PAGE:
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Howdy and welcome back.
As in the previous series, I’m going to assume you already have Node installed. If you don’t there’s a bunch of helpful documentation on nodejs.org and installers for both Mac OS X and Microsoft Windows can be found here as well as binaries for Linux and SunOS.
As for as my development enviornment, I’m using OS X v10.10.1 also known as Yosemite. For my text editor I’m using Sublime Text 2 which can be found here. There’s also an update to the editor, version 3, which I’m not currently using but can be found here. Another tool we’ll be using is the quite awesome chrome extension, known as – POSTMAN which can be found here.
And last but certainly not least I’ll be using Sails v0.11.0. Now, you may see me running some release candidates of Sails initially, however, because the release of Sails v0.11.0 is eminent, I’m not going to bother with how to install a release candidate and these initial screencasts are really not effected by the currently published version of v0.10.5. Okay let’s get Sails up and running by heading over to the terminal window.
From the last series, I received comments from a bunch of folks who had a real aversion to the terminal window. For those of you who are new to back-end programming, jumping into the terminal window might seem intimidating. Let me start by saying if I can understand it, believe me you can understand it. By the end of this series you’ll wonder how you got through your day without multiple visits to the terminal. For those of you on OS X you’ll find the terminal application is somewhat hidden in
/Applications/Utilities/Terminal.app. One other potential point of confusion about the terminal is how it’s referred to. For example you’ll hear terminal window, prompt, command-line, shell, etc. For what it’s worth here is my attempt at terminology superimposed on this thing I’ll be calling the terminal.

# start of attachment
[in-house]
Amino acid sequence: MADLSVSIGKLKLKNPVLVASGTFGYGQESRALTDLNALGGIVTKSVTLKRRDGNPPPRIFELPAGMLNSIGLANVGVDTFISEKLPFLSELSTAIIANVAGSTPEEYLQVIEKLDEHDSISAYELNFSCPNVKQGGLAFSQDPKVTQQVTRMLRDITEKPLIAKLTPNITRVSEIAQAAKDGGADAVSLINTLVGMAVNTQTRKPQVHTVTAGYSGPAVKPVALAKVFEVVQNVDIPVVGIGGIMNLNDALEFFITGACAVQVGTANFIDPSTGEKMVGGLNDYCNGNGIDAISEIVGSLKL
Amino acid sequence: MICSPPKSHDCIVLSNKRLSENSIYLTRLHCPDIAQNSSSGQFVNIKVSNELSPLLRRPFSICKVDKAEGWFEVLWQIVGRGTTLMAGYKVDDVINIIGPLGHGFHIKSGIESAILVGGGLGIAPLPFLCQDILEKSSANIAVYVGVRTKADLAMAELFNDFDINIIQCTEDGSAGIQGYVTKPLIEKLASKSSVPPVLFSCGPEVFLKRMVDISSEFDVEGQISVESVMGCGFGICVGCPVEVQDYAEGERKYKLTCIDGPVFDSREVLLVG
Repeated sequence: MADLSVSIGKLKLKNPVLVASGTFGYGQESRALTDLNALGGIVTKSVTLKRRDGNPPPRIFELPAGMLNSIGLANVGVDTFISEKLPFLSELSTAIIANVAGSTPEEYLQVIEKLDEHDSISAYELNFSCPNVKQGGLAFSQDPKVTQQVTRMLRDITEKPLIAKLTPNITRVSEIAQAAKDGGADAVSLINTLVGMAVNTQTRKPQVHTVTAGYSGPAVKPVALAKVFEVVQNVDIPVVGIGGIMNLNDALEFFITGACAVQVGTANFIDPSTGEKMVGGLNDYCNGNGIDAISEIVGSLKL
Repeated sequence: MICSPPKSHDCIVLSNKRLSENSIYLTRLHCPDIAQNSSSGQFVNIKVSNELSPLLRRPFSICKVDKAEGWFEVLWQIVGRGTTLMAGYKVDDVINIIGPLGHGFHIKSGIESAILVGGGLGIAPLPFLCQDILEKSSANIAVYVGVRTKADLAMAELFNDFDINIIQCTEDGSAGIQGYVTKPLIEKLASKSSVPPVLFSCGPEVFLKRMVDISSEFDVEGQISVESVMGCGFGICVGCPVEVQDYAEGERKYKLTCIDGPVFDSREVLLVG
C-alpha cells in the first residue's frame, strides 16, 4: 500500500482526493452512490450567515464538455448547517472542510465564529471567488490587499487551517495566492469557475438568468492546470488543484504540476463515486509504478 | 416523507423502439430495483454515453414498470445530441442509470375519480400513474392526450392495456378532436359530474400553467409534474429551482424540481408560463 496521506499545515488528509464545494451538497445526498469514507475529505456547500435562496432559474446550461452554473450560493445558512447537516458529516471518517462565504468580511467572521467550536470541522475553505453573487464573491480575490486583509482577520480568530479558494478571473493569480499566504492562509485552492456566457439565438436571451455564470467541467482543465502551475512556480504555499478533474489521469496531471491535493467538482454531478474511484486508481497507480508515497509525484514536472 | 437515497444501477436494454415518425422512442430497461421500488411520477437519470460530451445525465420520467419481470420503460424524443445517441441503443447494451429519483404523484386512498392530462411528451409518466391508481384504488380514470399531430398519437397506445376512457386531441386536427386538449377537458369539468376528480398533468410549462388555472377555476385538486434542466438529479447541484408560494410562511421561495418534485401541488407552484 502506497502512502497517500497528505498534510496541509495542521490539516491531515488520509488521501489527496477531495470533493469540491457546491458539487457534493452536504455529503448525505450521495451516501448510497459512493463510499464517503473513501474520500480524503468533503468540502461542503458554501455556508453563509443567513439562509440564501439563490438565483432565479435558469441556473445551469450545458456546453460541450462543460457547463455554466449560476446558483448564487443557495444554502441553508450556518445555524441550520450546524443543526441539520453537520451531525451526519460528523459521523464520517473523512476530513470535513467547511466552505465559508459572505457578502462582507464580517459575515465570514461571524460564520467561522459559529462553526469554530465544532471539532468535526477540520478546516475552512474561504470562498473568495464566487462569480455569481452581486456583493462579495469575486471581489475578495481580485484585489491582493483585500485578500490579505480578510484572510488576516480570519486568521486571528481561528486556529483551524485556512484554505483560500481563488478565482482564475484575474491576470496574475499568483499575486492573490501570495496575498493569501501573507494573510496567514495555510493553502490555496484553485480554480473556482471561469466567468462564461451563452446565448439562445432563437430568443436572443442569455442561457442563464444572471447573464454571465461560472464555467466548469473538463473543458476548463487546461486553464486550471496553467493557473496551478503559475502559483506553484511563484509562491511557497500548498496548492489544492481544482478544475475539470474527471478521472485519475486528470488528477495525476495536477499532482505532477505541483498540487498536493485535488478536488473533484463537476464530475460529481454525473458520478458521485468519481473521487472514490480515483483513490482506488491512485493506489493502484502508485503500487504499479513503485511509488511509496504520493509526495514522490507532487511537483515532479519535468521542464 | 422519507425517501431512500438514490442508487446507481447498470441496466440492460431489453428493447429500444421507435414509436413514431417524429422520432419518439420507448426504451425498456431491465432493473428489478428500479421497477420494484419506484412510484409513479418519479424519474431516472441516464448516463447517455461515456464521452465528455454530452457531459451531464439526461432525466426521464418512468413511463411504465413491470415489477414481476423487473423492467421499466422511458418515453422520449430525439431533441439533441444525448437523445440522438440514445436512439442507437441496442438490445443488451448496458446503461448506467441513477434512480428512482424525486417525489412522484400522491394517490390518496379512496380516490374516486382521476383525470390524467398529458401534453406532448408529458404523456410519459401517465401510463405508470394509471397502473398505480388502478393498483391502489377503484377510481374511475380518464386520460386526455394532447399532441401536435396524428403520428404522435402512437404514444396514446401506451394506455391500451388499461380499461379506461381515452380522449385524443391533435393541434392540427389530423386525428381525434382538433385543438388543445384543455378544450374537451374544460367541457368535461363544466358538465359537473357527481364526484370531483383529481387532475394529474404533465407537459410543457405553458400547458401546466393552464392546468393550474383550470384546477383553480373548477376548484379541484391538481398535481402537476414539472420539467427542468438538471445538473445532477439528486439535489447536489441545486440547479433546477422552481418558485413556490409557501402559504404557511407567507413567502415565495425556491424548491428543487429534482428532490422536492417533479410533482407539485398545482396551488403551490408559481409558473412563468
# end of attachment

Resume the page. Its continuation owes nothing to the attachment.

With that said, let’s jump in.
To install sails, you simply type
npm install sails -g, where the -g stands for global. Note, that because of the way ownership rights are set up on my machine, I have to use
sudo or super duper user, actually according to wikipedia it means
substitute user do….something like that. Regardless, it allows you to temporarily issue a command as a super or root user. After that Sails will start installing, so see ya in second.
So, in the last series of building activity overlord some people were confused about the distinction between installing sails globally and where Sails is installed when creating a new project. By installing Sails globally, we can have access to command-line tools from anywhere on the command-line.
For example, let’s create the initial Sails project for activityOverlord v2.0. From the terminal I’ll type
sails new activityoverlord20.
So what just happened? Sails used the globally installed version of itself to generate all of the necessary initial structure for our application. This includes installing a copy of Sails itself inside the root of our application. That way, sails applications are completely self contained…there’s no “other software” outside of our project that we’re dependent upon.